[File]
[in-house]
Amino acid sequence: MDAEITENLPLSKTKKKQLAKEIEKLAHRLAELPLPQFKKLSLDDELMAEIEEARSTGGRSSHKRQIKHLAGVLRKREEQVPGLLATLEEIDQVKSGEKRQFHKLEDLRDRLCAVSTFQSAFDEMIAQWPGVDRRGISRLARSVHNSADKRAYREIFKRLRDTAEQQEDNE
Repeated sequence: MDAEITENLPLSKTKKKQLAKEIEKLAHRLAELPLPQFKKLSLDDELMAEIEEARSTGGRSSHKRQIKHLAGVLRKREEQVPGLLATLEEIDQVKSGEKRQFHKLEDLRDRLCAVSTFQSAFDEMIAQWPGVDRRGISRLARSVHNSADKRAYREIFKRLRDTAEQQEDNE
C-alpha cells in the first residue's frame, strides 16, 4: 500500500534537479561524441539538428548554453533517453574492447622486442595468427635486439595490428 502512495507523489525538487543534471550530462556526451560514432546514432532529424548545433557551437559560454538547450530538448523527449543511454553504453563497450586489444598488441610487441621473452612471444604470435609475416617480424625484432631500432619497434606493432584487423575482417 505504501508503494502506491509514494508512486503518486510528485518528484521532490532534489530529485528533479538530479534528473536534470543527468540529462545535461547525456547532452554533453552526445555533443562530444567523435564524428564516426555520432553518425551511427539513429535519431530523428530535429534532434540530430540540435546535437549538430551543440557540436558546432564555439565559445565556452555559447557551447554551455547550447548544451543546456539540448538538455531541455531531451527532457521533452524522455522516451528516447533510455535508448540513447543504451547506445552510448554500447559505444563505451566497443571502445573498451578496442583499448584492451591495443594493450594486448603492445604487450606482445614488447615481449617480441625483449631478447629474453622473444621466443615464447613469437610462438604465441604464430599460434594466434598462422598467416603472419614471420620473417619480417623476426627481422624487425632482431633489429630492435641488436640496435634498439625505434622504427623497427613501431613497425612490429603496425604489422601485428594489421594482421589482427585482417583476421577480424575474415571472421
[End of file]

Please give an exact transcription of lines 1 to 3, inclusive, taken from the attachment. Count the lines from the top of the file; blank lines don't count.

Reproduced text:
[in-house]
Amino acid sequence: MDAEITENLPLSKTKKKQLAKEIEKLAHRLAELPLPQFKKLSLDDELMAEIEEARSTGGRSSHKRQIKHLAGVLRKREEQVPGLLATLEEIDQVKSGEKRQFHKLEDLRDRLCAVSTFQSAFDEMIAQWPGVDRRGISRLARSVHNSADKRAYREIFKRLRDTAEQQEDNE
Repeated sequence: MDAEITENLPLSKTKKKQLAKEIEKLAHRLAELPLPQFKKLSLDDELMAEIEEARSTGGRSSHKRQIKHLAGVLRKREEQVPGLLATLEEIDQVKSGEKRQFHKLEDLRDRLCAVSTFQSAFDEMIAQWPGVDRRGISRLARSVHNSADKRAYREIFKRLRDTAEQQEDNE